With state money the dignitaries built themselves palaces, bought estates, travelled abroad. The Emperor himself amassed the greatest riches. The older he grew, the greater became his greed, his pitiable cupidity. One could talk about it with sadness and indulgence, were it not for the fact that HS - he and his people - took millions from the state treasury amid cemeteries full of people who had died of hunger, cemeteries visible from the windows of the royal Palace.
 I wish I could think of a journalist that insightful writing today.

Tuesday, 21 February 2017

In a Glass Darkly - Sheridan Le Fanu

I got hold of this, Le Fanu's last book, because it is presented as highlights from the casebook of Dr Martin Hesselius, the prototype Van Helsing who oversees the vampire hunt in the magnificent Carmilla, which  I read over Christmas and which is currently one of the most viewed posts on this blog. Carmilla is indeed the fifth of the five stories in this collection. As I have already reviewed it in depth, I shan't repeat myself, especially since I didn't re-read it so soon.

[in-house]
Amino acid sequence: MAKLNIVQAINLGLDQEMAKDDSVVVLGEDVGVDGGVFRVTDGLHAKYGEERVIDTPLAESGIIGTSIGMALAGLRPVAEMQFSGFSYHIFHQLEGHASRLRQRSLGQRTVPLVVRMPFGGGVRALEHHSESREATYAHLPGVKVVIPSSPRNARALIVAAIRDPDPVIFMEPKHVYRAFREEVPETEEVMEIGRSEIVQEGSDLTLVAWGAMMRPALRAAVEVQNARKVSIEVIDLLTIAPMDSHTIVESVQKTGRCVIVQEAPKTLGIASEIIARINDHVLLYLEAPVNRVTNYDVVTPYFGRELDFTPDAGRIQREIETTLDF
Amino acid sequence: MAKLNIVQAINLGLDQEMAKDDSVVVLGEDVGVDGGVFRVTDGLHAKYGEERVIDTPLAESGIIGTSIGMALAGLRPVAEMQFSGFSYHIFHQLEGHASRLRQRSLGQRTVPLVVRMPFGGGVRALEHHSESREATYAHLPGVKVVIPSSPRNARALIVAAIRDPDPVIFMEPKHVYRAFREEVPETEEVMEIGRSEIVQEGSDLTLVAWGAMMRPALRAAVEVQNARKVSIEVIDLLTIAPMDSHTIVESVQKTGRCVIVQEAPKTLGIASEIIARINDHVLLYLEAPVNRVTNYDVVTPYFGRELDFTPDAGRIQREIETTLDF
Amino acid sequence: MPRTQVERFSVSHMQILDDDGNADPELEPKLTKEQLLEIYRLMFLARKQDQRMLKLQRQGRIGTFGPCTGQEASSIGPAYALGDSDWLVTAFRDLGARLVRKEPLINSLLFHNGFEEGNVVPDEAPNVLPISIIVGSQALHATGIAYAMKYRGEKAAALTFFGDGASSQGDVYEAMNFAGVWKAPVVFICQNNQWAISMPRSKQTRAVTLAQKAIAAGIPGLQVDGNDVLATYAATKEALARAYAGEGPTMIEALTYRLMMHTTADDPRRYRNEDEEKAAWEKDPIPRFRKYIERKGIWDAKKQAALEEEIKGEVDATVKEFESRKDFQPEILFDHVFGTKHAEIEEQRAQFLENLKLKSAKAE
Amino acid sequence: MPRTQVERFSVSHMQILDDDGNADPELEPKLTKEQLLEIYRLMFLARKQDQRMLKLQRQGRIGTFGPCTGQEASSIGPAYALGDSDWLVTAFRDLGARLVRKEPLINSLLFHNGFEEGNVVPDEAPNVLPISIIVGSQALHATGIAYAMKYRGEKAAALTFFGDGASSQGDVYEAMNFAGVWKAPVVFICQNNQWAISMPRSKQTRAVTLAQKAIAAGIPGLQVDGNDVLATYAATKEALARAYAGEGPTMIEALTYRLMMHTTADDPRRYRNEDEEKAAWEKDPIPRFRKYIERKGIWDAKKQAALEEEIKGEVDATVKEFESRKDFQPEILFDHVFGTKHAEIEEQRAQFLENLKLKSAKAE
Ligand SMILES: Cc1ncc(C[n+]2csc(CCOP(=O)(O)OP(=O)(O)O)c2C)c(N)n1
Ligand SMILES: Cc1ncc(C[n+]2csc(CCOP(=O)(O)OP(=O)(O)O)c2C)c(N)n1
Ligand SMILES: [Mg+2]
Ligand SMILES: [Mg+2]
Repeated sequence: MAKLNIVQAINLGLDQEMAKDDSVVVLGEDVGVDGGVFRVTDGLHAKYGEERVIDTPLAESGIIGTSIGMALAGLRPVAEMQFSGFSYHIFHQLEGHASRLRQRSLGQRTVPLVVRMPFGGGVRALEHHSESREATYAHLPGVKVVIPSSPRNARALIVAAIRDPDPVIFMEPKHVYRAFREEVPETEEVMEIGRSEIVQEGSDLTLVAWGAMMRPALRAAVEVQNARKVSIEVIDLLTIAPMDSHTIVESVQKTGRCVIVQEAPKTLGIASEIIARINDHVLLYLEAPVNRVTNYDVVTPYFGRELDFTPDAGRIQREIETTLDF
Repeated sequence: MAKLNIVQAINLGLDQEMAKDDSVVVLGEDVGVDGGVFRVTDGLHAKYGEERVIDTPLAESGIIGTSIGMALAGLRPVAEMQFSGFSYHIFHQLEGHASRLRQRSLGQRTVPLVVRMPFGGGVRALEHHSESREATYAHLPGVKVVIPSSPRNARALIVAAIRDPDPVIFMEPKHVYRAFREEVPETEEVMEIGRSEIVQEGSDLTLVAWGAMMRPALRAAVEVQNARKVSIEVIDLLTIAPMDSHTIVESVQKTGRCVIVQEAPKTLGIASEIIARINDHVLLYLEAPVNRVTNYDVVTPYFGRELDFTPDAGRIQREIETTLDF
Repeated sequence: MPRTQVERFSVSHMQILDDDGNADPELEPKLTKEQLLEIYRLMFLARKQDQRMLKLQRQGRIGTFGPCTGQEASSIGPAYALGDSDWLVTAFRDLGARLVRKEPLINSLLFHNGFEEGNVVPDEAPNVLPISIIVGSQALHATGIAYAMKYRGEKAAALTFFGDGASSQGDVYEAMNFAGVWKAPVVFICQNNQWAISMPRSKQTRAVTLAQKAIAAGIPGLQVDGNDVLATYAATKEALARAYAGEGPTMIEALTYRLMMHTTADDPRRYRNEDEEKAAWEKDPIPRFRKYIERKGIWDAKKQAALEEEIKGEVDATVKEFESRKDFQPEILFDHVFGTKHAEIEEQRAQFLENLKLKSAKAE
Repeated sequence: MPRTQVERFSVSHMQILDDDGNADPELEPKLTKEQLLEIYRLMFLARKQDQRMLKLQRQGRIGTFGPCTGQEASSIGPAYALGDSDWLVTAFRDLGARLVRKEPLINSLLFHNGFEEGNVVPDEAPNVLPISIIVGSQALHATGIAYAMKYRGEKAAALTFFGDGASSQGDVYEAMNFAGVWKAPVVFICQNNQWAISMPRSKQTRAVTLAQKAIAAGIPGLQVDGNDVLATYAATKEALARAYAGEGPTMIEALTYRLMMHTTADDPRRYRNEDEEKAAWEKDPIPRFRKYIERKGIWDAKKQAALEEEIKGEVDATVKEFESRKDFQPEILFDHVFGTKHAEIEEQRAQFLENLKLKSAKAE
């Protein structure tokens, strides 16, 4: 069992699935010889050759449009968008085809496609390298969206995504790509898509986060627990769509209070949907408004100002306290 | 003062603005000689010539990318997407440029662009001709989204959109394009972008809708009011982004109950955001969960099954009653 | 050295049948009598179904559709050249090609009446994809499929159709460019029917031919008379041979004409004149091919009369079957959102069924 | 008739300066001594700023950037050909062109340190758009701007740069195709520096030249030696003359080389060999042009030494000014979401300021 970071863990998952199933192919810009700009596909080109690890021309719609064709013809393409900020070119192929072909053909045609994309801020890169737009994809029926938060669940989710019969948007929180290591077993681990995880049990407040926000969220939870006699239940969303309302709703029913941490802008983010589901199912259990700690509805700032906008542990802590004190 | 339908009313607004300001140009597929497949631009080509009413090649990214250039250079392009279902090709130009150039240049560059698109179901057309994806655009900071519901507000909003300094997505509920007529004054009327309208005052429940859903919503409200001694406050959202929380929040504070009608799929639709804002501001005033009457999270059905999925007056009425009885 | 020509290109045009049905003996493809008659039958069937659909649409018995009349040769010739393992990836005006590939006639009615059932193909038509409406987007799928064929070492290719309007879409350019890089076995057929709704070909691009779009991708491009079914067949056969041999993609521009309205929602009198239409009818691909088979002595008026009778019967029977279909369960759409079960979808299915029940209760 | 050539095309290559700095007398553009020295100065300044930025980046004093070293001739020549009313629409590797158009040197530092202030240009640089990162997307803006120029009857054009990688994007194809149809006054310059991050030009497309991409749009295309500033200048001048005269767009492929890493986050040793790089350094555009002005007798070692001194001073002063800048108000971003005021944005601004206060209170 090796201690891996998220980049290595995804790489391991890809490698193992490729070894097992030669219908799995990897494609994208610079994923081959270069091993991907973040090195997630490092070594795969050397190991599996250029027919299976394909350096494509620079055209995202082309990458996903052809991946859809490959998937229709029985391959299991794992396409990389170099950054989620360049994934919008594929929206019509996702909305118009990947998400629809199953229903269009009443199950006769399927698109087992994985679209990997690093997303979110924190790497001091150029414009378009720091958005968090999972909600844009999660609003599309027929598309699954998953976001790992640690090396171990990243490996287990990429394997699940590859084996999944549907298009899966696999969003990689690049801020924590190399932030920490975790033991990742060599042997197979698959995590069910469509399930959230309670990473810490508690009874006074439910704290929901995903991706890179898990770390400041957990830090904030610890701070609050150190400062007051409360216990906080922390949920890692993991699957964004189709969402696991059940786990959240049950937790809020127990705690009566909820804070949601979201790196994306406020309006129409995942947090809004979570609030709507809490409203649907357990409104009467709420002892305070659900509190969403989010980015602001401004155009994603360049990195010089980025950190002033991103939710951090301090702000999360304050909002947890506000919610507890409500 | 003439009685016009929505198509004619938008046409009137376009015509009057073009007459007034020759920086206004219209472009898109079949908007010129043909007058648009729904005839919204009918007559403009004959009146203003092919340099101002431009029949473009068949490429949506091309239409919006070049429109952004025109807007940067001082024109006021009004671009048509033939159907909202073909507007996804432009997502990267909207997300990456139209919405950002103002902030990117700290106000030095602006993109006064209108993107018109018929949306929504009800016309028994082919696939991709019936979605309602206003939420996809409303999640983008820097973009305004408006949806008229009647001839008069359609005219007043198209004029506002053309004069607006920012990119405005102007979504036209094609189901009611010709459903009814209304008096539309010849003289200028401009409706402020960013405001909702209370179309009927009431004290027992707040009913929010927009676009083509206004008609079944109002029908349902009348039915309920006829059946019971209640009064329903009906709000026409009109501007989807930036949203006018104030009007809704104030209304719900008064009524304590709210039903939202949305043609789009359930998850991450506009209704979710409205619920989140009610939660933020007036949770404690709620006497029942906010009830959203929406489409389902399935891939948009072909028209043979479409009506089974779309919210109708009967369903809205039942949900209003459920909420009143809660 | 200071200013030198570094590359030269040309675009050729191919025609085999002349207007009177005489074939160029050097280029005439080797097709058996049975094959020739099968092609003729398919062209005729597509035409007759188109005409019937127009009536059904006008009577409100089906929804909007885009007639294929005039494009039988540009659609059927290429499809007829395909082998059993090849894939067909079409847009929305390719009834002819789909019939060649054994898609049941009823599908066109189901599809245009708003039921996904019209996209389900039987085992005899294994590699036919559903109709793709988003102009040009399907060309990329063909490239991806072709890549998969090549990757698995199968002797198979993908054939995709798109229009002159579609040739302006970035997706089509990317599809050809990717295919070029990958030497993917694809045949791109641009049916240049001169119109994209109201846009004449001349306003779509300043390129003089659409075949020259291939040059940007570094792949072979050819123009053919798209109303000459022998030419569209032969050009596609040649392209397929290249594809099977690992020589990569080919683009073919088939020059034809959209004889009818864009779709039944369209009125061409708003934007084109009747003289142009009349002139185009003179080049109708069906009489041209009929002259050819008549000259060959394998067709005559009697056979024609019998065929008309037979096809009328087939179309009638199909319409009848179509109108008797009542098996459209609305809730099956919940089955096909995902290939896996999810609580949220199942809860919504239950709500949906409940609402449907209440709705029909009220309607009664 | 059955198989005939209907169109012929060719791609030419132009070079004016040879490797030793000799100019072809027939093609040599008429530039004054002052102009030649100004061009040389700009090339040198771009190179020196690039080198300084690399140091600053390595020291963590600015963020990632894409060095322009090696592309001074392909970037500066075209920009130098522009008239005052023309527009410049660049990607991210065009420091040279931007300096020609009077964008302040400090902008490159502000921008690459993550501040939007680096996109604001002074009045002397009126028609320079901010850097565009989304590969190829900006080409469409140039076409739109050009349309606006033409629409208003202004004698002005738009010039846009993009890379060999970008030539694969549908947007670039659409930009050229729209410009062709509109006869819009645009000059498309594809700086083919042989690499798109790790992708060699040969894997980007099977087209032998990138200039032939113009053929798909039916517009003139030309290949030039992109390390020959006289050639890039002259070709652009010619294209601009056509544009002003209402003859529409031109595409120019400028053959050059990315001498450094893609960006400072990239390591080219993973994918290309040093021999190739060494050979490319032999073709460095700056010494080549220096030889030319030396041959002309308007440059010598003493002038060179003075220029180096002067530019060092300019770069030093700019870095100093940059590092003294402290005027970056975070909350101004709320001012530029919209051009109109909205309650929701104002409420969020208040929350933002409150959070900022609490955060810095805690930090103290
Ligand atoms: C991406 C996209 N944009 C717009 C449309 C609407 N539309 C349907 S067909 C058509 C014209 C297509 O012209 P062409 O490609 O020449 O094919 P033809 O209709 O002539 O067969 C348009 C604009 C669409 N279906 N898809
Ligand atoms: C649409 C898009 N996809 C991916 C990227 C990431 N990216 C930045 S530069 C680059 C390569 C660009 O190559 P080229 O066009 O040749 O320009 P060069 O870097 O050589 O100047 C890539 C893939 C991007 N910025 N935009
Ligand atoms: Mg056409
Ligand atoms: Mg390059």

As for the rest, the framing device is very thin. Dr Hesselius only features in the first story, the highly-regarded Green Tea. The story deserves its reputation. It is a truly creepy tale in which the Reverend Mr Jennings overstimulates himself with the titular brew and is consequently haunted by an evidently furious little monkey. The story's power stems largely from the fact that there is no logical reason for the manifestation nor its impotent rage against the vicar. Its main aim seems to be to prevent him taking up his comfortable country living. It operates with demonic malice. In London it will suddenly disappear for weeks on end. Jennings, hoping against hope that his torment has ended, finally risks a visit to his parish, at which point the monkey reappears. Dr Hesselius features in person. In London for some academic reason, he is approached by Mr Jennings who seeks his expert help. The help proves to be less than useless and the poor priest finally ends his suffering in the only sure way.